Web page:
While I don’t view your live music scenario as a weighty ethical dilemma, it does seem to me that you could use some parameters in which to frame your ethical choices.

My advice? Consider the audience.

If the audience for your pictures is the band and its fans, then I think you could shoot them however you want. However, if the audience is the readership of a general-interest publication that likely knows nothing about the band or hardcore shows or how all that looks, then you need to start considering the truthfulness of what your pictures show.

In your example, I think both pictures are fine and don’t cross any lines. But back to the parameters.

When I was starting out as a photojournalist and was trying to figure out how to think about shooting ethically, I used to do a little mental exercise. I would pretend that my entire readership — all 20,000 of them (or whatever) — was standing behind me as I took the picture. Seeing exactly what I saw. Would those people feel like what I put in the paper was an honest interpretation of what we all saw? If I could answer yes to that question, I was doing OK.

My little ethical exercise — pretending to have a crowd of witnesses — was a way to keep myself honest. I like it because it doesn’t get hung up on burning an dodging and f-stops and saturation, it’s just a simple gut-check: Am I trying to deceive people? If I am, that’s bad. But if I’m trying to show them a convincing representation of the world in an interesting way, well … that’s my job as their local newspaper photographer.

Written by scott

July 15, 2009 at 12:49 am

Posted in Photo

Decisions, decisions

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britt

Britt says …

Scott and I used to discuss the ethics and responsibility of taking photos for news. The choice to photograph Mayor Dennis Donohue as he smiles during a press conferance, or as he points into the crowd scowling is a big decision. The two images would tell two different stories, and could give the thousands of viewers a different opinion on the main man of Salinas.

Now, I’ve discovered that lighting someone or something adds even more decision-making. Most people think flashes and extra light is used so that the subject will show up in the photograph. Yeah, that’s important, but it also gives a mood, and tells the story.

I photographed a boxer/MMA fighter.
Todd

Without thinking too much about it, I went with my instincts and put a harsh, dramatic light on him. By doing this, he looks so much more badass. I like it, he likes it, but is it true to who he is? Who am I to decide who these subjects really are? I do have to take their photo though, so do I set up a light that covers the space evenly and make every shot boring, or do I decide on the spot how to light them with a specific mood?

A few more I played God with…
Tattoo

Scott Erb

Cynthia

scott

Scott says …

Just for kicks, we should do some serious drama lightning on a cute teddy bear. That would illustrate the point you’re making in this post.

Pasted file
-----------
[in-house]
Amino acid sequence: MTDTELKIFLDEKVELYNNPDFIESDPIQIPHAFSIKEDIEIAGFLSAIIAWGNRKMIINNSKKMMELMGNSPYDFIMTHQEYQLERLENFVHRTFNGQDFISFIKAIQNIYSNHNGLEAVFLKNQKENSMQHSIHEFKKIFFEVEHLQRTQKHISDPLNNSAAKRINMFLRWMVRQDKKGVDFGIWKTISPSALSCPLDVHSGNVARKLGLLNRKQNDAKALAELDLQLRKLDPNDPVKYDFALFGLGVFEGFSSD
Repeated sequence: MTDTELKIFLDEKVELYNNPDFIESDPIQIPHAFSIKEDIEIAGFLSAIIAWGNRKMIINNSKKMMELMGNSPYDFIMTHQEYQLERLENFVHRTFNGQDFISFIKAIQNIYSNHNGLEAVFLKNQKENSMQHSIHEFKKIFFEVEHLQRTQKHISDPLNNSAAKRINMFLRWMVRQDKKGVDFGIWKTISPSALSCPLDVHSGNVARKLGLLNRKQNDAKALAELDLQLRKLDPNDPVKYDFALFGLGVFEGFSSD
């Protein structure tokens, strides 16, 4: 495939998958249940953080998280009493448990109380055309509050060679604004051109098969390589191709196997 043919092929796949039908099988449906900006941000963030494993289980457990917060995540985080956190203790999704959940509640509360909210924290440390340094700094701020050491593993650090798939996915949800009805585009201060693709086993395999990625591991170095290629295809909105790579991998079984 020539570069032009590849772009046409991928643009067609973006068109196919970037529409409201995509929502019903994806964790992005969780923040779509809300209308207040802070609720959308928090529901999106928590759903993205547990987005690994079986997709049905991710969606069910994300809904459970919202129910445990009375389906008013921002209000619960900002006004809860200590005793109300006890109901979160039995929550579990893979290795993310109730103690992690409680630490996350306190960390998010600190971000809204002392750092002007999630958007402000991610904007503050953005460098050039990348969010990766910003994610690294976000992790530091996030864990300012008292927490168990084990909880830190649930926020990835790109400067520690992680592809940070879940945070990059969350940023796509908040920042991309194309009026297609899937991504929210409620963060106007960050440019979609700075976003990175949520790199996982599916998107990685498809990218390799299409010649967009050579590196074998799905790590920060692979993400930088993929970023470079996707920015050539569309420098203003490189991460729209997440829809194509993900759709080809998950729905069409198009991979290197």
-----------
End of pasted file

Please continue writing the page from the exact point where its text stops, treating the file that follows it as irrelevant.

You’re right, Britt — you do get some real control over how people will perceive your subject based on how you choose to light them. But when you’re practicing photojournalism, it’s uncomfortable to have all that control. It feels wrong. Where’s the objectivity?

The photojournalism comes in when you get to know your subject. A quick conversation, a little research beforehand — sometimes it’s just reading what’s on your assignment sheet and going with your gut. You’re not going to light a kindergarten teacher with a grid spot, a fog machine and blue gels (although I would very much like to see that photograph), and you’re probably not going to pose your MMA fighter like he’s in a Sears portrait studio.

Or maybe you would. Maybe your MMA fighter is a softy, he raises bunnies and bakes cookies for old folks, and that’s what the story is about. Maybe you’ll ask him to hold a daffodil. Irresponsible? Too much power? Only if your photograph does not contribute to your readers’ understanding of the subject.

I know we’re both fans of David LaChapelle, who is definitely not doing photojournalism and certainly never plays it safe with his lighting (or anything else). But many of his portraits were made for print in magazines, to illustrate stories about the people pictured. So let’s consider, for example, this photo of Chris Rock. The fingerprint of the photographer is all over this one, but does it contribute to our understanding of Chris Rock as a person? I’ve listened to his comedy albums and I’m inclined to say yes. I would guess that Rock would endorse this image of himself. Plus, it’s a fantastic and fascinating picture.

In portraiture we get leeway to interpret. To make a judgment. So if your MMA fighter strikes you as a badass, make him look like it. Light him so he looks like he’s about to jump out from a dark alley and kick your ass.

Besides, what would you rather look at: A flat, safe, picture that objectively shows what the person looks like, or a living, dynamic portrait that suggests what the person is like?

Written by scott

July 14, 2009 at 1:05 am

Posted in Photo